During his freshman year, Luke Eaton decided to join the soil judging team on a whim. Eaton didn’t know it at the time, but that decision would open up a new world of opportunities – and help him find the perfect emphasis area to study.
Eaton knew he was going to major in environmental sciences when he first came to the University of Missouri; he just wasn’t sure which of the four emphasis areas to choose. He started in atmospheric sciences, but switched to a soil emphasis after joining the judging team.
“Rachel Owen was my soil judging coach and introduced me to soils for the first time,” Eaton said. “She made it really interesting and it seemed like an area that was worthwhile to study. Rachel invested a lot of time in my education, and that led to other great professors who made a big impact in my studies. I didn’t come from an agriculture background, and they made the content easy to understand.”
Eaton grew up in Lee’s Summit, Mo., a suburb of Kansas City. His father and grandfather grew up on farms, and while Eaton didn’t have a farm-related upbringing, he always enjoyed the outdoors and food production.
Eaton envisioned himself becoming a park ranger or doing climate research after college.
“I loved being outdoors as a kid,” Eaton said. “I always went fishing with my grandpa, I was involved with Boy Scouts and I loved to camp. Our family vacations involved us visiting national parks across the county. In high school, I started taking upper level science and math courses, and I just really enjoyed it.”
Eaton had an opportunity to do research as an undergraduate during his first year as a Tiger through the Discovery Fellows Program. Students in the program earn a $2,000 scholarship and work on their research project at least eight hours a week. Eaton worked with Jeff Wood, an assistant professor in the School of Natural Resources.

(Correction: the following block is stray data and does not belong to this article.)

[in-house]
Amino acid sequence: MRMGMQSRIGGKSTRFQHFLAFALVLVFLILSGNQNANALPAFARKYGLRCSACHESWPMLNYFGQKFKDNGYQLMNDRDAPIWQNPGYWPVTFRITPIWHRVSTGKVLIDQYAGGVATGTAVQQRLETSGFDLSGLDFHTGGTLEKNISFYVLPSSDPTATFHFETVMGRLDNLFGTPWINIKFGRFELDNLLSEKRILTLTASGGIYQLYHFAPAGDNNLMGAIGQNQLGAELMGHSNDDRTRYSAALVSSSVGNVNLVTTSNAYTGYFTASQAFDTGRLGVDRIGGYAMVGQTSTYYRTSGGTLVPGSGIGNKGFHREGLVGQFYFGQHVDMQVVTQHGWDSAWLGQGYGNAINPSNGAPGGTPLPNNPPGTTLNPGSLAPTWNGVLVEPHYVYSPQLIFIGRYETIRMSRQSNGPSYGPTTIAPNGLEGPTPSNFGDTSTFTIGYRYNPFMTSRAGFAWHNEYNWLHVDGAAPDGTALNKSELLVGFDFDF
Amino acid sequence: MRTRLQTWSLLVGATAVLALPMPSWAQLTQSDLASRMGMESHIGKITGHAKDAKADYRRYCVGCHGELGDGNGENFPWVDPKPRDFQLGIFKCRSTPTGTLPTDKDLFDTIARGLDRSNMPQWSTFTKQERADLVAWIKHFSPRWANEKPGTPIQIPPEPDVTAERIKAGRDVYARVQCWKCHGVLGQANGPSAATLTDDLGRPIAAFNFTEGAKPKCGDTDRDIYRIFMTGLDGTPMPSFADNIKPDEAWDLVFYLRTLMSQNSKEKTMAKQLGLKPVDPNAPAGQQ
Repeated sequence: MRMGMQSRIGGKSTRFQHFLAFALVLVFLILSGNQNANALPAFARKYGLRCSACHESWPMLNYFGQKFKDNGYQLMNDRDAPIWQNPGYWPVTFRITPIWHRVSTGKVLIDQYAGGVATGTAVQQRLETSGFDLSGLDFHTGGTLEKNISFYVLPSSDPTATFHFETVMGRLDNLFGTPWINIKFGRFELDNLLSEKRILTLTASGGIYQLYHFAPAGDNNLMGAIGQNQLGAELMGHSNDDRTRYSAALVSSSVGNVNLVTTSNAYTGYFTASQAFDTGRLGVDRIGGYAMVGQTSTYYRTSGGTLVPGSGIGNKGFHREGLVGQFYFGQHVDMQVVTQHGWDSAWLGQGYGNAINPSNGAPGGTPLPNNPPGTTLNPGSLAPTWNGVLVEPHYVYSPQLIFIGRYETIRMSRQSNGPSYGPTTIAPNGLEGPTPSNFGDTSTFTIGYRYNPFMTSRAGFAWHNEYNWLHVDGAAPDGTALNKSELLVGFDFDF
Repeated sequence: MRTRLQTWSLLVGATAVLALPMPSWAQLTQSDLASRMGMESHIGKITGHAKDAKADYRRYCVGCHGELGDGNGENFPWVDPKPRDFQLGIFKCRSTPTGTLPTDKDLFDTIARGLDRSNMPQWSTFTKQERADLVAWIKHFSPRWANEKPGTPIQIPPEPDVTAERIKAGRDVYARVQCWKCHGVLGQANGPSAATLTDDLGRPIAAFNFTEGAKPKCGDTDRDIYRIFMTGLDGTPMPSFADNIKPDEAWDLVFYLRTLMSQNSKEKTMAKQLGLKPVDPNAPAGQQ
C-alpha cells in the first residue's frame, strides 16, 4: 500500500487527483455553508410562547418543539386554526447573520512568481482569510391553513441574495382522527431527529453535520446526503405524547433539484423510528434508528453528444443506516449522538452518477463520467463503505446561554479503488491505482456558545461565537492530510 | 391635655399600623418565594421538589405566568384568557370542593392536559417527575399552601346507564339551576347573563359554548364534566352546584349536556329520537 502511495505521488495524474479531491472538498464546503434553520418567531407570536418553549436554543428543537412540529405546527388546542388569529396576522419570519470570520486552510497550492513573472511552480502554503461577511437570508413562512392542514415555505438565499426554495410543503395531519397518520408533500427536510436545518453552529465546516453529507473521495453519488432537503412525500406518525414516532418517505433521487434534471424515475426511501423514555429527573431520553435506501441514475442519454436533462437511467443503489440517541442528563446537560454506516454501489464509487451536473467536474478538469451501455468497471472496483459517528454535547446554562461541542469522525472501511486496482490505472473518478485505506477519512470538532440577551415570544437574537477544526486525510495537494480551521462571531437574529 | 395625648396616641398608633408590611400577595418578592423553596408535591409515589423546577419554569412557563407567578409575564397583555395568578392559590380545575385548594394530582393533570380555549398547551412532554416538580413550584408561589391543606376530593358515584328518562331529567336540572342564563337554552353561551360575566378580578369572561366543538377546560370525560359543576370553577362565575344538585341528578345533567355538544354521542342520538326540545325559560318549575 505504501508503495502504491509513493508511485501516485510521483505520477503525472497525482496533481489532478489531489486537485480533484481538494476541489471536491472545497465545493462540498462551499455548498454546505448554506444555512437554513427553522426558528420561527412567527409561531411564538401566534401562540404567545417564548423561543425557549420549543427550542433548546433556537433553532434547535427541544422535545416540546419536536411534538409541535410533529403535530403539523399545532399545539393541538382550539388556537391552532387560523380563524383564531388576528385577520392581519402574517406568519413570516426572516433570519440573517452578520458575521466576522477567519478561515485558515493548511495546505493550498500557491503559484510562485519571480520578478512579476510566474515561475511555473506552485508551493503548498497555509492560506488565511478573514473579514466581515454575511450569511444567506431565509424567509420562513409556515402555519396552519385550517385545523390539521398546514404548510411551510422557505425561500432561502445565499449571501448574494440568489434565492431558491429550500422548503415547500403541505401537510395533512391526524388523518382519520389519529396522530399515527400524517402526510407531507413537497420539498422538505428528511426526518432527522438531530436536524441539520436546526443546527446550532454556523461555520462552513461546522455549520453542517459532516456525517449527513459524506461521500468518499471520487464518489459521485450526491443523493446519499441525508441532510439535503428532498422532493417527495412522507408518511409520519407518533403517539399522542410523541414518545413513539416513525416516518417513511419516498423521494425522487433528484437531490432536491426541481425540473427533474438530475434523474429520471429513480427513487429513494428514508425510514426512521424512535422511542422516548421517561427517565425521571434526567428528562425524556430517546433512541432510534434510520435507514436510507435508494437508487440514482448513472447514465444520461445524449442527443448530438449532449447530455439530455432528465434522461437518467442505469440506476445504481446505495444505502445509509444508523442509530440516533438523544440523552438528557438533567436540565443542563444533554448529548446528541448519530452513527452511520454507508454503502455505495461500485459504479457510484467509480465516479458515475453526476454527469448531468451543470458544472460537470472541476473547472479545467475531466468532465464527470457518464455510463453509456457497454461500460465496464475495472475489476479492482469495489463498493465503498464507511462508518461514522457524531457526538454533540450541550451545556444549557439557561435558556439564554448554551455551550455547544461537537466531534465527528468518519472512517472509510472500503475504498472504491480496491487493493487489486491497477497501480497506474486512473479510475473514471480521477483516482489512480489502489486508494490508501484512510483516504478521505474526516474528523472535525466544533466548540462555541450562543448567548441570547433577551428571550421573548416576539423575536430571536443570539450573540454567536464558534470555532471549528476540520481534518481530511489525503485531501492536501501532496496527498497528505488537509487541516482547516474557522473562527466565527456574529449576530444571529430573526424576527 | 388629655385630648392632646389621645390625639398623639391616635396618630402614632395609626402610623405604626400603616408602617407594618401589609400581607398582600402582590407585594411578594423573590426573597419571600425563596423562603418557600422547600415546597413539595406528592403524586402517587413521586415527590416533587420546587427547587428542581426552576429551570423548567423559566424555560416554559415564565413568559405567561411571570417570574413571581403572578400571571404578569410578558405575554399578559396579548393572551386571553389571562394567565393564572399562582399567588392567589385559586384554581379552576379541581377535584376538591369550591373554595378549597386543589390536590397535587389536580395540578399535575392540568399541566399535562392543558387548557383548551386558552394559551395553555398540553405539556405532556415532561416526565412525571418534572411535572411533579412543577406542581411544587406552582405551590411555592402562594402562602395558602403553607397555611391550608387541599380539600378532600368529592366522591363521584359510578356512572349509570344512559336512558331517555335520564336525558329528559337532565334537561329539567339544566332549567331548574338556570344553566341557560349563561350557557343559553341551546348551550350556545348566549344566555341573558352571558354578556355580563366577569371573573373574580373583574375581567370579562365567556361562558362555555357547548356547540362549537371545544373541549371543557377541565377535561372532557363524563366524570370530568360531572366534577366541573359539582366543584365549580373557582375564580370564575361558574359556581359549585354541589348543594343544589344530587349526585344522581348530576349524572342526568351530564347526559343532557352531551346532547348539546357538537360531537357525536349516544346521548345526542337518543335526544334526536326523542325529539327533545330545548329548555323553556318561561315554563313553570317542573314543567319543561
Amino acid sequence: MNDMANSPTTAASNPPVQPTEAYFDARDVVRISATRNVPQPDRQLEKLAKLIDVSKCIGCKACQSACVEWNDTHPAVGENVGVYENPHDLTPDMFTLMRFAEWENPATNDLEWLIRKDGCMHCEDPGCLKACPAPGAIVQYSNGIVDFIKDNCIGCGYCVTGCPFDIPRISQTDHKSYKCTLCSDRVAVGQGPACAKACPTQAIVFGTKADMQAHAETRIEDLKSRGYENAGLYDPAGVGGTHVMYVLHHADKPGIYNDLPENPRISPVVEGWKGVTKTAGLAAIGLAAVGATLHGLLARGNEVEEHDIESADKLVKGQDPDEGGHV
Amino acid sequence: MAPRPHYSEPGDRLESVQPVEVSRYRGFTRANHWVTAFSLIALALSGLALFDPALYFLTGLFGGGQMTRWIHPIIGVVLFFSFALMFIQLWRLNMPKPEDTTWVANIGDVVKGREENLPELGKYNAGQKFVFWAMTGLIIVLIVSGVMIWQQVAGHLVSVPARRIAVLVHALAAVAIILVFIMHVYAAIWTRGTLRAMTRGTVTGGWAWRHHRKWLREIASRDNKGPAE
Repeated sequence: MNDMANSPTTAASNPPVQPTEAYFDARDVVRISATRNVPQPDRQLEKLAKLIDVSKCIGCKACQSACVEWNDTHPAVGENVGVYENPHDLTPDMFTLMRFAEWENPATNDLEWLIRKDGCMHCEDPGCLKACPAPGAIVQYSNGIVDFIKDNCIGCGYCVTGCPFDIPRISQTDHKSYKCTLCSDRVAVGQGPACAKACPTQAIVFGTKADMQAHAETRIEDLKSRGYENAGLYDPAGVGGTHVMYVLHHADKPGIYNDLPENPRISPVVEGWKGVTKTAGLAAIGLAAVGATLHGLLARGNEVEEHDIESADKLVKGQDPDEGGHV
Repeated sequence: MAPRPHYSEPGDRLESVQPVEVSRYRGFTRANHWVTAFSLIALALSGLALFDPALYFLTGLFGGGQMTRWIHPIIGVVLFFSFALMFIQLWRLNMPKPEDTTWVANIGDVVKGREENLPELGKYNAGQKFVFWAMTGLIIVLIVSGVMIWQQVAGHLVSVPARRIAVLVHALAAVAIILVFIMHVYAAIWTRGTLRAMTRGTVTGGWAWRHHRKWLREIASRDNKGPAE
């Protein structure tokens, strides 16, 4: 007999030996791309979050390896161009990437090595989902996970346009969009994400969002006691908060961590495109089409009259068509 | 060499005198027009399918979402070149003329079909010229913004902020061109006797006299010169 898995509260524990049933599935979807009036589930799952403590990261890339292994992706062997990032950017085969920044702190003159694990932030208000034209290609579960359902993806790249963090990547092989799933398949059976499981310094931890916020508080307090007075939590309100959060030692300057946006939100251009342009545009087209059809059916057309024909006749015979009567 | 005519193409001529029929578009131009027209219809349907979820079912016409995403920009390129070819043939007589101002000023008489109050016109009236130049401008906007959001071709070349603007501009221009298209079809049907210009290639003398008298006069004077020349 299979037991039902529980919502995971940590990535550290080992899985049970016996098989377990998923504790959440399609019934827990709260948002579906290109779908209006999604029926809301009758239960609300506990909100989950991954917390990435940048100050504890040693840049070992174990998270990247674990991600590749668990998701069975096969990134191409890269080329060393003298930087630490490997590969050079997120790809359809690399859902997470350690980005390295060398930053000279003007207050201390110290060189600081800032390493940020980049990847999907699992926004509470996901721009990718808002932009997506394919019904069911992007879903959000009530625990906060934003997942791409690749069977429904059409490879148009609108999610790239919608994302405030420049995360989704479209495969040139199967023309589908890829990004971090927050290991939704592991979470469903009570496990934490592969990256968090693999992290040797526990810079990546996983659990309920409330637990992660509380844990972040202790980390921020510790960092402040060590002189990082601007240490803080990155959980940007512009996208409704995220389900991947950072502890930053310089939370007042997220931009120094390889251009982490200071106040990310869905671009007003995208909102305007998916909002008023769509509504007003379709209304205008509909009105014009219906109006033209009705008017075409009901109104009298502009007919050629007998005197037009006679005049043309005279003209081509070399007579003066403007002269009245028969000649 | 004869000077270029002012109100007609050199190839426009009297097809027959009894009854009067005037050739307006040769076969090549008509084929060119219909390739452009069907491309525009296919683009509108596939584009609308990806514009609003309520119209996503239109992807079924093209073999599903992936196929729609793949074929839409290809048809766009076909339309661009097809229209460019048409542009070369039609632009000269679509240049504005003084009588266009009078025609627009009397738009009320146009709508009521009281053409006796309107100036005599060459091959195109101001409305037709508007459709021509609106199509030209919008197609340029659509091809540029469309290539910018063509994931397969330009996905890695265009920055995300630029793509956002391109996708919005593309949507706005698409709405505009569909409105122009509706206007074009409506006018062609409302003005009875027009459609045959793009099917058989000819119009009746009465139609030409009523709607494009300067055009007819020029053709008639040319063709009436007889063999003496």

“I worked out at the Baskett Research Center for about a year and a half,” Eaton said. “It was a really valuable experience, as I got the chance to see what academic research is like.
“I’m really thankful that CAFNR offers such great opportunities in the realm of research. As a land-grant university, research is one of Mizzou’s mandates. CAFNR really makes it a big focus, especially for undergraduate students.”
Along with his research work, Eaton also worked at the Soil Health Assessment Center. He participated in a brief study abroad experience last year in France, but had to return home early due to the COVID-19 pandemic.
“My time at Mizzou has been a buffet of opportunities for sure,” Eaton said. “My time in the Soil Health Assessment Center introduced me to some of the cool research happening in soil science right now. It’s a really important center, and I got to work on a lot of interesting projects.
“While the study abroad experience was cut short, it was still really interesting to see agriculture in another country. I gained an international perspective on agriculture and water quality, which was exciting to learn about.”
Eaton participated in the annual Career Fair as a CAFNR student, and was able to gain experience in talking with potential employers.
“CAFNR gave me multiple opportunities to find programs and projects that I would like,” Eaton said. “I learned so much through each experience. There’s so much support for undergraduate students.”
Earlier this year, Eaton began an internship with Sustainable Environmental Consultants (SEC) as an environmental analyst. He recently accepted a full-time job with SEC and will continue working with the company after graduation.
“Doing an internship in the private world is much different than working in academics,” Eaton said. “I’ve gained valuable insights, and I really wish I would have done something like this earlier.”
Eaton said an agency like SEC is exactly where he would like to be after graduation. SEC is an agency that works with agribusinesses and growers to help implement sustainability practices on farms and quantify environmental impact.
“I just really love their mission and values,” Eaton said. “Collaborating with food producers to be more sustainable and implement conservation practices is really rewarding – and through this job I get to be a part of that each day.”